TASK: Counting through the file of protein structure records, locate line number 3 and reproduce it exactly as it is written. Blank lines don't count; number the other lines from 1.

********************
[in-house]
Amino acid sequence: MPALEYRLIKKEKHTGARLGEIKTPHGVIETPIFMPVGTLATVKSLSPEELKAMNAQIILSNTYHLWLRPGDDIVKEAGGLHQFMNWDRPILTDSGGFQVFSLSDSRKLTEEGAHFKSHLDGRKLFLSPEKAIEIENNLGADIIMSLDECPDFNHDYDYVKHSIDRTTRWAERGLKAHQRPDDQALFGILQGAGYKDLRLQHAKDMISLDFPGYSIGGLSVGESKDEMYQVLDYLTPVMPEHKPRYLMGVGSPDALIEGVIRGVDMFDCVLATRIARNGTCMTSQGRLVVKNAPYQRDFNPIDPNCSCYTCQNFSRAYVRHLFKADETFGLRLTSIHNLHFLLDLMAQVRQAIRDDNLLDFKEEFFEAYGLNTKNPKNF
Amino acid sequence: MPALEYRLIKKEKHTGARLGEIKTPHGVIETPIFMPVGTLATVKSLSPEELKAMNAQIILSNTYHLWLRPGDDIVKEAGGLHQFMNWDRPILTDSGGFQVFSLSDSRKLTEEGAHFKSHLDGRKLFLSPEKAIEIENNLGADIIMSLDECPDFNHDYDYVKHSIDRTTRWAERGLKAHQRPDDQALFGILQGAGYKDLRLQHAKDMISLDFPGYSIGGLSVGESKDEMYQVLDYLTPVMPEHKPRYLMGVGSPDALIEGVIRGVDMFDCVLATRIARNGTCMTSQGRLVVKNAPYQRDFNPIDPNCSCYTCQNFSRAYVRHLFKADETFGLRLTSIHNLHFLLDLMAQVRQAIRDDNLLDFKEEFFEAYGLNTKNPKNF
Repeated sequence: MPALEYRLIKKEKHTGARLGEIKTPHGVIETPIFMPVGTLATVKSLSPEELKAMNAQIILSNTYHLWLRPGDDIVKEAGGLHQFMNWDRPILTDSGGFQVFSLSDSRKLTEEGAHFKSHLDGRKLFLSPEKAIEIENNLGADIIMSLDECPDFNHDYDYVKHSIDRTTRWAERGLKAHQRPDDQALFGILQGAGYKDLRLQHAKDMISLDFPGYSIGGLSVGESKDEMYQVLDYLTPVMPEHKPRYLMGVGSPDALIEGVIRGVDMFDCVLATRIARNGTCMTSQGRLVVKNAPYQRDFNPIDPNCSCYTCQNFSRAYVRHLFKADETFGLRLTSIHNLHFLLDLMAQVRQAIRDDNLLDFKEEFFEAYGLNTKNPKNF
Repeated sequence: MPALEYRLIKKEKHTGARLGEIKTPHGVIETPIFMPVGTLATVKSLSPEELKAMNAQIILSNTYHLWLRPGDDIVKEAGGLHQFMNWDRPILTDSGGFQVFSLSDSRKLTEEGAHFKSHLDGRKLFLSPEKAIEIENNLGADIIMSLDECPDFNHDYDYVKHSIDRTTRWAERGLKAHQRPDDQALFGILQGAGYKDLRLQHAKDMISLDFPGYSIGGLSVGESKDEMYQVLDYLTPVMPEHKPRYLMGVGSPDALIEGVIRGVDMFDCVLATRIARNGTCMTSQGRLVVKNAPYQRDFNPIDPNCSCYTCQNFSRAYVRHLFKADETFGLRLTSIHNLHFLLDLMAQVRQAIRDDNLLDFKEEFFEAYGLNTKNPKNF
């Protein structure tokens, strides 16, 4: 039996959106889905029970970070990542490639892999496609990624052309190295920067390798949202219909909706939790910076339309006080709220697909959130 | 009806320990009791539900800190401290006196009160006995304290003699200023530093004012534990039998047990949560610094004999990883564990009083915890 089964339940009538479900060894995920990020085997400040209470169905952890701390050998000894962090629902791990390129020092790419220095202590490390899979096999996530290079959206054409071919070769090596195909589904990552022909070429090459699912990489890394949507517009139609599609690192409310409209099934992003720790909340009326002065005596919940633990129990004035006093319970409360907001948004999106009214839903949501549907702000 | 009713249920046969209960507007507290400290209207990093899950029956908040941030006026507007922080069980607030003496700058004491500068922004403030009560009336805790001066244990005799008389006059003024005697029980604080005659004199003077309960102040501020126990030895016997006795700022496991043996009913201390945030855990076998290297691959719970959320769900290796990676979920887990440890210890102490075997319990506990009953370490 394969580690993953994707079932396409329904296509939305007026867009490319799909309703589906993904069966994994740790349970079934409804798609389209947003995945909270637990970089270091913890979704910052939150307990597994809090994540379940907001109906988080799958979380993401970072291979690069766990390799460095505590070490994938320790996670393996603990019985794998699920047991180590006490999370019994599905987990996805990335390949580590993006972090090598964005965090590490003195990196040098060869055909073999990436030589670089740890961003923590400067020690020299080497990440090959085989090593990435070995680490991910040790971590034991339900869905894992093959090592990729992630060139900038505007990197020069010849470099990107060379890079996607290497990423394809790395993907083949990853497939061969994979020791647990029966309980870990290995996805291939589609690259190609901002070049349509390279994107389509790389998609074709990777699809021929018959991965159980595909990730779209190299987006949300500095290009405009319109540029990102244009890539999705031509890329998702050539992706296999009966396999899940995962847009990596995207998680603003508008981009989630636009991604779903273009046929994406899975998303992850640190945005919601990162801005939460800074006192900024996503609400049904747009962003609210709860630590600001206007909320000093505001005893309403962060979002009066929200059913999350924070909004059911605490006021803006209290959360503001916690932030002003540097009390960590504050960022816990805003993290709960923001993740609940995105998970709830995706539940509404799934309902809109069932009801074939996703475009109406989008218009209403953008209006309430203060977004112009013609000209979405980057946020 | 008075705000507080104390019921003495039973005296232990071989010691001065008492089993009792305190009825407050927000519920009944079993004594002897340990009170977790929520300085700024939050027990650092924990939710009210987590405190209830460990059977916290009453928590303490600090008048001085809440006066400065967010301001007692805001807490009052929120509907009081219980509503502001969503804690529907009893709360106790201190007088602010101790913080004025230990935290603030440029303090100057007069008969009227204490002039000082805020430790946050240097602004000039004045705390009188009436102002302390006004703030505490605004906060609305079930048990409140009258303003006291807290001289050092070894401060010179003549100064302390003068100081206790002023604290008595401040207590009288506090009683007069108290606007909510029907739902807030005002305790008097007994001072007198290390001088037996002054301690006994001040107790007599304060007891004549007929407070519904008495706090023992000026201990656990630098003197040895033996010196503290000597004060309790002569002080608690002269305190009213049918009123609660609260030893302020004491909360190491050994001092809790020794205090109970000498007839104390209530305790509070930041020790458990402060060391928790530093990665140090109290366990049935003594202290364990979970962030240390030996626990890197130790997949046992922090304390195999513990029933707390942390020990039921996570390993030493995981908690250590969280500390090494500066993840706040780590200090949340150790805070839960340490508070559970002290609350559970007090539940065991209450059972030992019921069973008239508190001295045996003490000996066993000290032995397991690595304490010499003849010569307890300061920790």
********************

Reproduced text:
Amino acid sequence: MPALEYRLIKKEKHTGARLGEIKTPHGVIETPIFMPVGTLATVKSLSPEELKAMNAQIILSNTYHLWLRPGDDIVKEAGGLHQFMNWDRPILTDSGGFQVFSLSDSRKLTEEGAHFKSHLDGRKLFLSPEKAIEIENNLGADIIMSLDECPDFNHDYDYVKHSIDRTTRWAERGLKAHQRPDDQALFGILQGAGYKDLRLQHAKDMISLDFPGYSIGGLSVGESKDEMYQVLDYLTPVMPEHKPRYLMGVGSPDALIEGVIRGVDMFDCVLATRIARNGTCMTSQGRLVVKNAPYQRDFNPIDPNCSCYTCQNFSRAYVRHLFKADETFGLRLTSIHNLHFLLDLMAQVRQAIRDDNLLDFKEEFFEAYGLNTKNPKNF